Ministers are considering changing plans to increase the state pension age to 65 in 2018 – and then 66 for all in 2020 - to protect a small group of women who face a sudden jump in their retirement age.
The plight of the retiring women is the subject of a growing backbench rebellion with more than 20 Liberal Democrat MPs objecting to the current plans.
Liberal Democrat MPs in particular were concerned about the impact on the 330,000 women born between December 1953 and October 1954 who would have faced the steepest rise in their pension age.
The Daily Telegraph has previously disclosed that the Liberal Democrats were negotiating a deal which could see all Britons retiring a few months later to fund a transition package for women.
Whitehall sources have disclosed that the issue is currently being debated between George Osborne, the Chancellor, and Danny Alexander, his Liberal Democrat deputy.
Despite a growing threat of a revolt, the Treasury is believed to want to press ahead with the plans.
“Any changes to the pensions system are extremely expensive,” one Whitehall source told The Daily Telegraph.
The Treasury had originally blocked a proposal to delay the rise for four years on the grounds of costs, but agreed after it was suggested that the move could be funded by adding four months on to the retirement age of all workers.
The move has prompted intense cross-party opposition amid warnings from MPs that it discriminates against those who will have to wait far longer than they had expected to receive their pensions
The Pensions Bill, which sets out the changes, will be debated for the first time in the House of Commons today.
The deal was thrashed out after the Bill, which contains legislation to raise the pension age in order to shield taxpayers from the costs of funding the retirement costs of an ageing population, was previously held up in the Commons.
It is thought that Iain Duncan-Smith, the Conservative Work and Pensions Secretary and Steve Webb, the Liberal Democrat Pensions Minister, are “sympathetic” to the arguments.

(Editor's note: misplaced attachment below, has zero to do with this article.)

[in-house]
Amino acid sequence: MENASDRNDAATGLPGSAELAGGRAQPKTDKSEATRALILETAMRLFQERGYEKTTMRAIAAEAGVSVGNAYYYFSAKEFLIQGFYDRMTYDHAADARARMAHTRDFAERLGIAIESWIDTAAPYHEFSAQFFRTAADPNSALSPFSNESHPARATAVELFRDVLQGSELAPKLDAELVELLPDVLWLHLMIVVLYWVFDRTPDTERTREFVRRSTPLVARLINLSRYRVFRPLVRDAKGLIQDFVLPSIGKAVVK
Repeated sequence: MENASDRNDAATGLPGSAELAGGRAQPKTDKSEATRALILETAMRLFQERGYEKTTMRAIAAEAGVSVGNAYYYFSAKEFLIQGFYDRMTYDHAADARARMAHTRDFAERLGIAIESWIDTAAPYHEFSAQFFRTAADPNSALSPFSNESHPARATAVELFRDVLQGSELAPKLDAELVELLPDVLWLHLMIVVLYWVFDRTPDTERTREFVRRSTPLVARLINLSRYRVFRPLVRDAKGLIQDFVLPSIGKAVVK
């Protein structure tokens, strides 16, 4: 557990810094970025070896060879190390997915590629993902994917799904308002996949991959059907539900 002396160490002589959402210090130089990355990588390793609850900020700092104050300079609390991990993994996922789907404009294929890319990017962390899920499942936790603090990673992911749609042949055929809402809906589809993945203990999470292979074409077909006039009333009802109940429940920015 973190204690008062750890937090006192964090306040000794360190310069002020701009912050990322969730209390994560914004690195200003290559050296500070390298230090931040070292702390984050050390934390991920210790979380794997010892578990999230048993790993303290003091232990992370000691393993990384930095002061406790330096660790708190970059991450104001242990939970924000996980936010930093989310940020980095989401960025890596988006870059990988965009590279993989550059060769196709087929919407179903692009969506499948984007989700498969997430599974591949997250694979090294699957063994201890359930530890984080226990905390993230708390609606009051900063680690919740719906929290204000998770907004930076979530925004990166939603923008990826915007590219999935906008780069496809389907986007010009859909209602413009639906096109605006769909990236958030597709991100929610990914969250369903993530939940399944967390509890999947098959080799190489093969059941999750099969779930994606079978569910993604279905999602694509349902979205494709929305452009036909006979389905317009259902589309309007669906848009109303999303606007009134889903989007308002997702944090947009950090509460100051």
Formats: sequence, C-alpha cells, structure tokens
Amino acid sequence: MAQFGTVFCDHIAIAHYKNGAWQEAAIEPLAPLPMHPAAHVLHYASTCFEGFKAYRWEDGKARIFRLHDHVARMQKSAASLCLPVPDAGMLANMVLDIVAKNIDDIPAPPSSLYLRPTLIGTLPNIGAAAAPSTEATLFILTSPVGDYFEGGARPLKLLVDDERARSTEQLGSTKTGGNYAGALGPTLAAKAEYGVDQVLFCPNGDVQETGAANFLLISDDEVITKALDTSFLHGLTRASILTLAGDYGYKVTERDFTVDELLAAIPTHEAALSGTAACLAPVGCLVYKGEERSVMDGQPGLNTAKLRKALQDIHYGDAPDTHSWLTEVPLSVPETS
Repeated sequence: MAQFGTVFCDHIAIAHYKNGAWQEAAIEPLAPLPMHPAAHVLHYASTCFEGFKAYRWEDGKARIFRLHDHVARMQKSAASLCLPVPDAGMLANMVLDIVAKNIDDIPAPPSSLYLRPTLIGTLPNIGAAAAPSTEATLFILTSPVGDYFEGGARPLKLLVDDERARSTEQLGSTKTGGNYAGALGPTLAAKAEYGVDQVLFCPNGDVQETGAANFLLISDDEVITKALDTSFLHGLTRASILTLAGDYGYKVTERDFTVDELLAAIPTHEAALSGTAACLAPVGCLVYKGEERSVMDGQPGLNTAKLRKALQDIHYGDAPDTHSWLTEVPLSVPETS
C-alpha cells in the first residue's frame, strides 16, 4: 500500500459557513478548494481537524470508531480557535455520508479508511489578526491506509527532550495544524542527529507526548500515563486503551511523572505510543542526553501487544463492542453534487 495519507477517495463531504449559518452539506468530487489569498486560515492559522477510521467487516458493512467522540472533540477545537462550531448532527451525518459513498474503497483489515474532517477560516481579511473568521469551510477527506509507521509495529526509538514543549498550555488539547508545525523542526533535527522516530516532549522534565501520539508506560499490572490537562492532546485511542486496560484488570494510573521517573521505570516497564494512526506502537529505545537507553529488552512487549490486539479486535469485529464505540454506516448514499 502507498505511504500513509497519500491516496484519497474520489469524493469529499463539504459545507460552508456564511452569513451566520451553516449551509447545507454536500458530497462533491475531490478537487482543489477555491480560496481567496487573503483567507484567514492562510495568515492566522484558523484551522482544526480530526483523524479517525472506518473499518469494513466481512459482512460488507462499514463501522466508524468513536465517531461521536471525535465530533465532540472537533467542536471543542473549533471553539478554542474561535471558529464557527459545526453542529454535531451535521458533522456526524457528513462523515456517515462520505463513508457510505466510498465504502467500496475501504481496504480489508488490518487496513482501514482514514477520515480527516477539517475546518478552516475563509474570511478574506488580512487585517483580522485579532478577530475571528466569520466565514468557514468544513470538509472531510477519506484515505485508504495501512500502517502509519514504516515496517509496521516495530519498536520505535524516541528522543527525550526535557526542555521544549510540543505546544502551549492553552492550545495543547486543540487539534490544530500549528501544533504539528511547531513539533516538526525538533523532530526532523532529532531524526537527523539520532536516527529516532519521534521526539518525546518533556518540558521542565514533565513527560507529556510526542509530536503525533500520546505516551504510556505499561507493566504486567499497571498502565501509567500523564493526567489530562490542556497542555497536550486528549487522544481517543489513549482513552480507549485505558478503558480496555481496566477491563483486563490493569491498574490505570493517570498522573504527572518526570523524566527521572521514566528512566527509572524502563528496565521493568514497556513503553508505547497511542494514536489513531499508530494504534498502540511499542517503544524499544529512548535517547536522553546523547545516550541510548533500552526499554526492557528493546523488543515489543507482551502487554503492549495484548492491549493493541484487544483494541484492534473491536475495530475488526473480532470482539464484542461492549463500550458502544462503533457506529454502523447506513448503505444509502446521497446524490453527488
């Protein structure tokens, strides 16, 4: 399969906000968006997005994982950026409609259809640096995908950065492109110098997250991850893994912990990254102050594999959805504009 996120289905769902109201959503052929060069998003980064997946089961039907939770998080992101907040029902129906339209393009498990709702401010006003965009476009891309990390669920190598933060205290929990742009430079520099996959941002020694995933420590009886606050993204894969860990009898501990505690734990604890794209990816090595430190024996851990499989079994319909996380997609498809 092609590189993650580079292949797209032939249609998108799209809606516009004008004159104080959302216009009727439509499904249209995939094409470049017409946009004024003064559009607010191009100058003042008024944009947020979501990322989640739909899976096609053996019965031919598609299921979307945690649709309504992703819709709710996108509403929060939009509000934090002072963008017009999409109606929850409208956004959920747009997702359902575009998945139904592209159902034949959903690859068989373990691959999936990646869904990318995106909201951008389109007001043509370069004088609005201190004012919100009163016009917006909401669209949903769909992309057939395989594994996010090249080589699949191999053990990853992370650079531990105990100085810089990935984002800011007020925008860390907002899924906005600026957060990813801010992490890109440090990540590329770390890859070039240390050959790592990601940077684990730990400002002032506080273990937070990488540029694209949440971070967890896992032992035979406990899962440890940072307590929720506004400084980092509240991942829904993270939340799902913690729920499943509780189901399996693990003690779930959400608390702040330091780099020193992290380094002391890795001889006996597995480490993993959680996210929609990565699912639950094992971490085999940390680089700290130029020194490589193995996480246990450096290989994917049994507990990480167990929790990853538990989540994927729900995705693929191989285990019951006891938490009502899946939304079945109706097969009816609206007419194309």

It is understood that options are being considered that could soften any impact to those women it affects most.
Whitehall source say one possibility is for increases in the pension age to be accelerated in order to ease the more immediate pain for women.
Women in their fifties would have lost out on as much as £10,000 over their lifetime, while delaying retirement by four months for all will cost each just over £1,000.
No men are facing an increase in their expected state pension age of more than a year, compared to about 500,000 women who are.
The previous Government had already decided that the state pension age would rise to 68 by 2046, and it is likely that this will happen even sooner than Labour anticipated as life expectancy increases.
Rachel Reeves, the shadow Pensions Minister, said: “It is simply wrong to punish women by moving the goal posts at this late stage.
“I’ve always agreed that the state pension needs to rise as people live longer, but these proposals unfairly hit women.
“There is strong and vocal opposition to these unfair pension changes across the UK.”
A Department for Work and Pensions spokesman said ministers intended to push through the Bill as planned and stand by the proposed timetable.
Article from The Telegraph